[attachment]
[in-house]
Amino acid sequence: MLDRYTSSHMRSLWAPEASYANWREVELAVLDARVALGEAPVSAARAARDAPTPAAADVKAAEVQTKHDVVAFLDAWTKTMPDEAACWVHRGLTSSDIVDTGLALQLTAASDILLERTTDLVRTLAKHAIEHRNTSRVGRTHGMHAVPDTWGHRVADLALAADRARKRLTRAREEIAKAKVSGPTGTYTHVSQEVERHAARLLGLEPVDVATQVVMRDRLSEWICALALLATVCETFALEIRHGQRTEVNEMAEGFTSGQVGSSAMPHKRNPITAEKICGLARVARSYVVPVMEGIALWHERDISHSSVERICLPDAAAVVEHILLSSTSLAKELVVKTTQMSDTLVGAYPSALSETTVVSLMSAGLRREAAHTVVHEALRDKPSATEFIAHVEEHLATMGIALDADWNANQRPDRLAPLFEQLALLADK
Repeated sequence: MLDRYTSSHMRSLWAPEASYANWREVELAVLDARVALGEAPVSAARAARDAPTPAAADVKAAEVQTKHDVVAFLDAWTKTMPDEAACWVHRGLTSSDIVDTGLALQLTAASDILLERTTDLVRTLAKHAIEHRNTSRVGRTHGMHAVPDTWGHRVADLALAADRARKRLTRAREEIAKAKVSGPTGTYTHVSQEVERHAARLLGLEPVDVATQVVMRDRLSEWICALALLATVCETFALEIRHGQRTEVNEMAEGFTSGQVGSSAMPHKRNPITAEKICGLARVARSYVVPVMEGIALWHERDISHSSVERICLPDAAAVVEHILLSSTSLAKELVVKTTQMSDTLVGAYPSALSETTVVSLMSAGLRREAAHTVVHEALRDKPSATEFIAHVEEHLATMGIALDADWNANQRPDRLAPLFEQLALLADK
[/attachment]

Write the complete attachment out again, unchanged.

[in-house]
Amino acid sequence: MLDRYTSSHMRSLWAPEASYANWREVELAVLDARVALGEAPVSAARAARDAPTPAAADVKAAEVQTKHDVVAFLDAWTKTMPDEAACWVHRGLTSSDIVDTGLALQLTAASDILLERTTDLVRTLAKHAIEHRNTSRVGRTHGMHAVPDTWGHRVADLALAADRARKRLTRAREEIAKAKVSGPTGTYTHVSQEVERHAARLLGLEPVDVATQVVMRDRLSEWICALALLATVCETFALEIRHGQRTEVNEMAEGFTSGQVGSSAMPHKRNPITAEKICGLARVARSYVVPVMEGIALWHERDISHSSVERICLPDAAAVVEHILLSSTSLAKELVVKTTQMSDTLVGAYPSALSETTVVSLMSAGLRREAAHTVVHEALRDKPSATEFIAHVEEHLATMGIALDADWNANQRPDRLAPLFEQLALLADK
Repeated sequence: MLDRYTSSHMRSLWAPEASYANWREVELAVLDARVALGEAPVSAARAARDAPTPAAADVKAAEVQTKHDVVAFLDAWTKTMPDEAACWVHRGLTSSDIVDTGLALQLTAASDILLERTTDLVRTLAKHAIEHRNTSRVGRTHGMHAVPDTWGHRVADLALAADRARKRLTRAREEIAKAKVSGPTGTYTHVSQEVERHAARLLGLEPVDVATQVVMRDRLSEWICALALLATVCETFALEIRHGQRTEVNEMAEGFTSGQVGSSAMPHKRNPITAEKICGLARVARSYVVPVMEGIALWHERDISHSSVERICLPDAAAVVEHILLSSTSLAKELVVKTTQMSDTLVGAYPSALSETTVVSLMSAGLRREAAHTVVHEALRDKPSATEFIAHVEEHLATMGIALDADWNANQRPDRLAPLFEQLALLADK